Sunday, 17 March 2013

In defense of “My Oga At The Top”


 For goodness sake what is all this hullaballoo about the ‘My Oga at the top’ interview? I have read the many reports and jokes on it, and for the life of me, I still don’t get what is so funny about it that they have to make a national mockery of the man.

Why are Nigerians whipping themselves into a viral frenzy because a senior public official did not know the web address of his organization when asked during an interview?

 I mean, T-Shirts, viral videos, music remixes to mock the man and endlessly harassing his family members online just because he did not instantly provide the web address of his organization? It wasn’t even as if he did not know it at all, at least he mentioned half of it, which actually is the most significant part i.e. www.nscdc. Anyone who seriously needs to check out the website knows Nigerian government official websites usually end in .gov.ng. It is not even as if there is constant electricity to enable one visit websites in Naija.  Last time I was in Nigeria, I couldn’t even make a single blogpost because it took forever for my blog to load!

I think this bullying of this unfortunate man is just hypocrisy on the part of many Nigerians. Some claimed it is not just about him not knowing the web address of his organization, but about him calling his boss “My Oga at the top”?

But really, what is so shocking about a Nigerian calling his ‘oga’ erm… sorry, boss, ‘My Oga at the top’?

Truly, I am baffled by all this melodrama, it seems to me like Nigerians would seize at any opportunity to try and forget the hardships in their life by focusing on inconsequential things. And most times, Nigerians pounce on vulnerable preys to make a meal of, just to forget their own miserable existence.  The famous ‘suffering and smiling’ song of late abami eda, Fela Anikulapo Kuti, comes to mind here.

Ok, let’s look at this again. The man said “My Oga at the top” during a TV interview conducted in Nigeria by Nigerian journalists, for a Nigerian audience. Since when is ‘my oga at the top’ an alien language Naijas do not understand?

Speaking from personal experience, for a decade, I was an Assistant Secretary of the then progressive, respected labour organisation, Nigerian Labour congress. And for about 6 years out of these 10 years, I was Executive Assistant to the then Nigeria Labor Congress president, Comrade Adams Oshiomhole, who is presently a second term governor of Edo state. Staff members usually call him Pressi or Oga. My late comrade, Olaitan oyerinde, who was his Special Assistant alongside his duty post as International officer of the congress, also used to call him “oga”. Whenever we were discussing him or making his itinerary, we would say things like ‘You know pressi no go like that”, or “Oga dey office?’ Even long after he was elected governor, I still called him Pressi. More than 90% of the staff refers to him as Oga, and that tradition still extends to the present president. Would it really be so shocking if one of the senior staff members in a relaxed interview referred to him as “My Oga”? Would that necessitate a viral online attack and a call that the person be relieved of duties? Would that necessitate being suspended or sacked from duty? Truly Nigerians, I am struggling to understand the rationale behind the attack!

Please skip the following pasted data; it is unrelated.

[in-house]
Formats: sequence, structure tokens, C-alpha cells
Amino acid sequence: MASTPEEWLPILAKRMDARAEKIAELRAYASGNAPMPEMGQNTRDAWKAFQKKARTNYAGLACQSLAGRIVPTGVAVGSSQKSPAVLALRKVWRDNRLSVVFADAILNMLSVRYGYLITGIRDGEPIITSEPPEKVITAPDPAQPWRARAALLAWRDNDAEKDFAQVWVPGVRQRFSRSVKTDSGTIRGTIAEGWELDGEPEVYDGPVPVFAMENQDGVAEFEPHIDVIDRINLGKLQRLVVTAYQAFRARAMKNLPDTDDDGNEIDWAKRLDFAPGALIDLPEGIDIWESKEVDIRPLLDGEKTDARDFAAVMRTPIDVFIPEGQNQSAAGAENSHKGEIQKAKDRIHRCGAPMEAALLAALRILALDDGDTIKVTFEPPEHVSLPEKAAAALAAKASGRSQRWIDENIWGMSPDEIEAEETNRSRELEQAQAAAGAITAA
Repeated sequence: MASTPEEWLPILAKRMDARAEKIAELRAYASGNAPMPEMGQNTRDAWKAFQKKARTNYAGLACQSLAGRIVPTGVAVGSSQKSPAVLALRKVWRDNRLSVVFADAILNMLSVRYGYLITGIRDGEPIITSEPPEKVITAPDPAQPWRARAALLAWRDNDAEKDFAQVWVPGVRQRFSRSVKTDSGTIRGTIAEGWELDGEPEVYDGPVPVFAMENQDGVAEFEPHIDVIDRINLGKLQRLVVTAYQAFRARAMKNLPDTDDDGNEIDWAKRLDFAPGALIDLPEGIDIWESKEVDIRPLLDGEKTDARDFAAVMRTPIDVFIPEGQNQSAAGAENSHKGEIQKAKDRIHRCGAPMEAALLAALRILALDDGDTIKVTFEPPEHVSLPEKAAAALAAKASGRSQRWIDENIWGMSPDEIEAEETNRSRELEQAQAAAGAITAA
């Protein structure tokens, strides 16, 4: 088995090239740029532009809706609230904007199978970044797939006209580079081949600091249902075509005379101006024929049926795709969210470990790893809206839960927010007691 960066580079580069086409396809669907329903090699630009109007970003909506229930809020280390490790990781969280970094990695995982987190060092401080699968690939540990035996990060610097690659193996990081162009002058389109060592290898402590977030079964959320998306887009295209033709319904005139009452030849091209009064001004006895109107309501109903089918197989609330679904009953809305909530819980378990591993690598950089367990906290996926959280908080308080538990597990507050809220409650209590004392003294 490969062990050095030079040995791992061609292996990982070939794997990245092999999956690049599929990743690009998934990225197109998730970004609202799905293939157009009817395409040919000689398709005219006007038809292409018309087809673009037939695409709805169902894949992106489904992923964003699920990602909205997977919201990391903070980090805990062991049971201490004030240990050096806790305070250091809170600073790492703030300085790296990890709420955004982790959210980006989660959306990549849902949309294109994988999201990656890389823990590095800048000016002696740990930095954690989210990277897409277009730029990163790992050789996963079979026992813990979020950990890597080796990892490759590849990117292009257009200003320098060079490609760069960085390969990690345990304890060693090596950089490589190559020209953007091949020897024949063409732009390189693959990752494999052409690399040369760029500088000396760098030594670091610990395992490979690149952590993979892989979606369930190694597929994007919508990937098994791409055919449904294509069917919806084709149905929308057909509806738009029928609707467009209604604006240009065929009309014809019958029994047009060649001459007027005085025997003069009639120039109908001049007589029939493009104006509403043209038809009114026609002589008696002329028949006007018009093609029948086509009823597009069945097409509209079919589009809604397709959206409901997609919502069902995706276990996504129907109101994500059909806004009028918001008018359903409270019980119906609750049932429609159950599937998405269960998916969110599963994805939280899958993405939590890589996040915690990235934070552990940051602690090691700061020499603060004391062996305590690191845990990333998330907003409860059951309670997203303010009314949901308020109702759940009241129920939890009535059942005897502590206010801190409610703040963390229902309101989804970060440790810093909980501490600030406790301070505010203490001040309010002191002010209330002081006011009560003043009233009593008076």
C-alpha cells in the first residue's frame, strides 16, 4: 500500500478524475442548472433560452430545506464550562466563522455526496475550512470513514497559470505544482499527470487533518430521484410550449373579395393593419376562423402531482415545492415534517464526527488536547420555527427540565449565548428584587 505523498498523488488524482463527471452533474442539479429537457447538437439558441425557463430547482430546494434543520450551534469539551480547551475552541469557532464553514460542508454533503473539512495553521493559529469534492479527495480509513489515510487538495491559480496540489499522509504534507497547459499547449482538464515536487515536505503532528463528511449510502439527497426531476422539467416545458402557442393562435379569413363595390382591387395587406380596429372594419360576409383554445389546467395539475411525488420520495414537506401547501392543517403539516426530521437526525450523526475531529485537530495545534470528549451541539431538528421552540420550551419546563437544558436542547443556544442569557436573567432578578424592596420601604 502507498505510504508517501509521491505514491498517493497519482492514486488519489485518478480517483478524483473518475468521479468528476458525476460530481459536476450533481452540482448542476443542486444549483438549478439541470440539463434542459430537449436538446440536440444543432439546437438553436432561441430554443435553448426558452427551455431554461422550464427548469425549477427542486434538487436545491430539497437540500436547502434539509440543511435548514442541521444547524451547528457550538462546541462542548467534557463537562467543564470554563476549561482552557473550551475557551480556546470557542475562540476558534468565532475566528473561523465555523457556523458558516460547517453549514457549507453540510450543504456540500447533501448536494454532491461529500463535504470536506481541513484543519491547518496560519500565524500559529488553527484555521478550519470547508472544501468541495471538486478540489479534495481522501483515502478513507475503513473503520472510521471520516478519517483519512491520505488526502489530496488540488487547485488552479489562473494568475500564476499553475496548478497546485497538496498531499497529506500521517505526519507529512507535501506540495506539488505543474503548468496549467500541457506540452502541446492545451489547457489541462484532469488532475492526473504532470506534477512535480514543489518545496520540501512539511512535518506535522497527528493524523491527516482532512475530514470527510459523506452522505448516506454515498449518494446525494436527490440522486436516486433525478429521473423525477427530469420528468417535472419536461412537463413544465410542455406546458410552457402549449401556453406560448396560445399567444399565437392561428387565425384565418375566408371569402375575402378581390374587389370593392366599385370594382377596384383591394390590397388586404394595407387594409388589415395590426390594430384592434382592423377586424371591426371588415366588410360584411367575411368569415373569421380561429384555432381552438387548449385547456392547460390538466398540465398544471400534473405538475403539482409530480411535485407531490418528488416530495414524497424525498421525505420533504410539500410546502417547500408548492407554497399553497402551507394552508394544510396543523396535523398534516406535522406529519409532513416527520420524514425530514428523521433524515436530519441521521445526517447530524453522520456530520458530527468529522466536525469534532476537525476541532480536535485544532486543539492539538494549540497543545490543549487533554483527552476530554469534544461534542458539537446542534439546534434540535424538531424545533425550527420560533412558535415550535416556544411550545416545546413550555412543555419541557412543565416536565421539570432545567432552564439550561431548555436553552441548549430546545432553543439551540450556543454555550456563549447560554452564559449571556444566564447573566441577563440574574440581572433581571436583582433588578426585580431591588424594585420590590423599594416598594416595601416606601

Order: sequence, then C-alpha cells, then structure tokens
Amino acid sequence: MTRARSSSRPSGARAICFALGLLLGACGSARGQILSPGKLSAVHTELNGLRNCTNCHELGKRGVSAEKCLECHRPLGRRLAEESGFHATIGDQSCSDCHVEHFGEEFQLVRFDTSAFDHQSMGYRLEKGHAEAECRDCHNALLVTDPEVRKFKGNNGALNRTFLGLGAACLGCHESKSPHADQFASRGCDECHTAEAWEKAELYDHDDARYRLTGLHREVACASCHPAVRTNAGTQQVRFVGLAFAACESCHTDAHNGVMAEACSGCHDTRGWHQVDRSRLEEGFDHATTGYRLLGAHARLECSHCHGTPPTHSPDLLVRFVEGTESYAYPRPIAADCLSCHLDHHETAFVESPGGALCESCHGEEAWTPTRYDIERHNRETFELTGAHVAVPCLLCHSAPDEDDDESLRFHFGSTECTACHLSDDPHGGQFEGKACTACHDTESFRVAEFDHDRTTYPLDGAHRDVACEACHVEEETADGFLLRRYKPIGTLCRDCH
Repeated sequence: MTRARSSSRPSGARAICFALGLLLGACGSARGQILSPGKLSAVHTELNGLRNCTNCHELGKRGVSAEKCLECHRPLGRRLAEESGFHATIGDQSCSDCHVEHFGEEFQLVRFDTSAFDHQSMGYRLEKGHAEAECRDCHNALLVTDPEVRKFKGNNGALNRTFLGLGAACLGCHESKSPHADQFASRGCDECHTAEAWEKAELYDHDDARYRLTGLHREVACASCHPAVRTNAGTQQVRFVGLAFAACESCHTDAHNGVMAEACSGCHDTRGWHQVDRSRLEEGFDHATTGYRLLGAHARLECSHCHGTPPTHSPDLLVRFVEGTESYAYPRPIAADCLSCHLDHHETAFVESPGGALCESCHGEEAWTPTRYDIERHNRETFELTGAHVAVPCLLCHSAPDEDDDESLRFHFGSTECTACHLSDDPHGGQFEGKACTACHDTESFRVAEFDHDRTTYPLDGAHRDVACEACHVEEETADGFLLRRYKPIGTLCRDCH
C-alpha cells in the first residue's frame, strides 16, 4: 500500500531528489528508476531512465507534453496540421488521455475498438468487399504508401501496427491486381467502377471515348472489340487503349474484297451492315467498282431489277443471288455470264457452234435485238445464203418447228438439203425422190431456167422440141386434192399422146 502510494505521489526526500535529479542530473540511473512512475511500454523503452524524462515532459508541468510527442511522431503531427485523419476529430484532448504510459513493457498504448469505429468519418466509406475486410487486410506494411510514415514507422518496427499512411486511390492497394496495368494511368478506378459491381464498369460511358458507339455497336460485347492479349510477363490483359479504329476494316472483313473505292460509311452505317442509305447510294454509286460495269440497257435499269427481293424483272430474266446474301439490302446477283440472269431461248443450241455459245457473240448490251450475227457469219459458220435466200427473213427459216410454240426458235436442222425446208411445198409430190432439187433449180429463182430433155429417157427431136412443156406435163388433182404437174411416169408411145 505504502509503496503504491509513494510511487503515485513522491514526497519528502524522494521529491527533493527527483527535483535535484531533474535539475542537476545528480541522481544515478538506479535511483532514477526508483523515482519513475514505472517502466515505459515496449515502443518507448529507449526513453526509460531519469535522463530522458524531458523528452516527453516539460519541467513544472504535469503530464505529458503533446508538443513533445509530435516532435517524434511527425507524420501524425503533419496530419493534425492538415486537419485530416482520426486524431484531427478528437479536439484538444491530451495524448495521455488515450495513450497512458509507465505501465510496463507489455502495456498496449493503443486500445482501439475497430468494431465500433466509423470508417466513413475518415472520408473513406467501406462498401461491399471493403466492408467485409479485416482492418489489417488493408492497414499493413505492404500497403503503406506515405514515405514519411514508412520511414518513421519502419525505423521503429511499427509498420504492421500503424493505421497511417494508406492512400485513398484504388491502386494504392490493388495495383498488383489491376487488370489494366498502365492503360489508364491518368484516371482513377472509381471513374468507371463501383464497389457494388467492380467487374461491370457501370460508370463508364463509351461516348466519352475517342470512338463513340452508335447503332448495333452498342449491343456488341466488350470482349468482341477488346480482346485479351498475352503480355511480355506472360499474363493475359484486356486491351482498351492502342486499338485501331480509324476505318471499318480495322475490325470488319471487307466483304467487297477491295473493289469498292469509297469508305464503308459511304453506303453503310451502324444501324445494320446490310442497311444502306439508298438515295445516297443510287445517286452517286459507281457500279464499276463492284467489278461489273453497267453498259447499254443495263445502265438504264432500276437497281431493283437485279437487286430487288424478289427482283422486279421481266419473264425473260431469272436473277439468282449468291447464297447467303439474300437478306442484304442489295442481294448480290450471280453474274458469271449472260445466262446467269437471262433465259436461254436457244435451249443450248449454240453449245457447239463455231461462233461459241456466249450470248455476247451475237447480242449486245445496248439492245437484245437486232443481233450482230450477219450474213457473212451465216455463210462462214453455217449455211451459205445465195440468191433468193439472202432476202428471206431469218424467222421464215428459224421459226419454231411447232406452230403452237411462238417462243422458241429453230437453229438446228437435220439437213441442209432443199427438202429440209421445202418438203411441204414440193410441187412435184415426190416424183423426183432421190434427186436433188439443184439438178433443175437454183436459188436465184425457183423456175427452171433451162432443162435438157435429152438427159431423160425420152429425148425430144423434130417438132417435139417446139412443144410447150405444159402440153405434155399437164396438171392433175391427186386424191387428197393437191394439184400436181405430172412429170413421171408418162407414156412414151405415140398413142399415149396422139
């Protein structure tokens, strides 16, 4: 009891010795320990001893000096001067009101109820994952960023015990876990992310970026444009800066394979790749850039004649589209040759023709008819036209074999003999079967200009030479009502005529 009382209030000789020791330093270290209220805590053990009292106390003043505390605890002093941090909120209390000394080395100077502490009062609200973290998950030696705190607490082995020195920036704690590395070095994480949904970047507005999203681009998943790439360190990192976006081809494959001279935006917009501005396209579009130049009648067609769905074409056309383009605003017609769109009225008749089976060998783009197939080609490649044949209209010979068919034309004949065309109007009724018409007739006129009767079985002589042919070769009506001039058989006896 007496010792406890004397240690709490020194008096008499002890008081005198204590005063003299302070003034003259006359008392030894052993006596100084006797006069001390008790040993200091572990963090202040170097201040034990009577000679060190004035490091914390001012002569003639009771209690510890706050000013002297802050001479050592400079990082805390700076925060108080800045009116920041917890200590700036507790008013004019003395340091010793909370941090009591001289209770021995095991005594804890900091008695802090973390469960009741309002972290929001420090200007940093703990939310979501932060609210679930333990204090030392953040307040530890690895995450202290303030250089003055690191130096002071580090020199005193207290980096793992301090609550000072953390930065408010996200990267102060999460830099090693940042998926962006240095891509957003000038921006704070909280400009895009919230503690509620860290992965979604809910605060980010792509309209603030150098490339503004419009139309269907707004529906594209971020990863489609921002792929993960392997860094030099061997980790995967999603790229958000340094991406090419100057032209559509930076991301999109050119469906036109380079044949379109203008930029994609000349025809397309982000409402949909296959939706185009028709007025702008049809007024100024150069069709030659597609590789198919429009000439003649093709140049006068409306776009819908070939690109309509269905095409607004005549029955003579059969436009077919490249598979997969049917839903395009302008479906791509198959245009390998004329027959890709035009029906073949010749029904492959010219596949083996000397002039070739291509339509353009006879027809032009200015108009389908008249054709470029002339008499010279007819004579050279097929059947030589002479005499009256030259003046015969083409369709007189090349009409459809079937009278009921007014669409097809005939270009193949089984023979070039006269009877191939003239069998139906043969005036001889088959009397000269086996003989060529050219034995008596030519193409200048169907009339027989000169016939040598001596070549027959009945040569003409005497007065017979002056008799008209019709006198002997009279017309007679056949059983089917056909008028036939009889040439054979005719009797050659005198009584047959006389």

Why is a Nigerian official referring to his boss as “My Oga at the top” now a case of bully and harassment? I recollect that even comrade Adams Oshiomhole used to joke and refer to me as “My Oga” whenever we attend International Trade Union Congress meetings because I was the Chairperson of the ITUC Youth committee and also a Vice president of ITUC. At the international arena, I was his “Oga” and he would say that even during NEC meetings. So what really is the big deal about someone saying “My Oga at the top” on a Nigerian TV interview?

Is it really a case of inefficiency as so many are now touting it to be? Just a few days ago in London, I attended an event where three diplomats from Nigeria, Kenya and Ghana were the plenary speakers. While the representatives of Ghanaian and Kenyan ambassadors answered their questions without much palaver, the Nigerian ambassador representative was busy praising his ‘Oga at the top’ although the question he was asked had nothing to do with praise singing.  When he was called out on his asslicking hypocrisy, he turned very aggressive, which of course is typical Naija behavior to cover ignorance.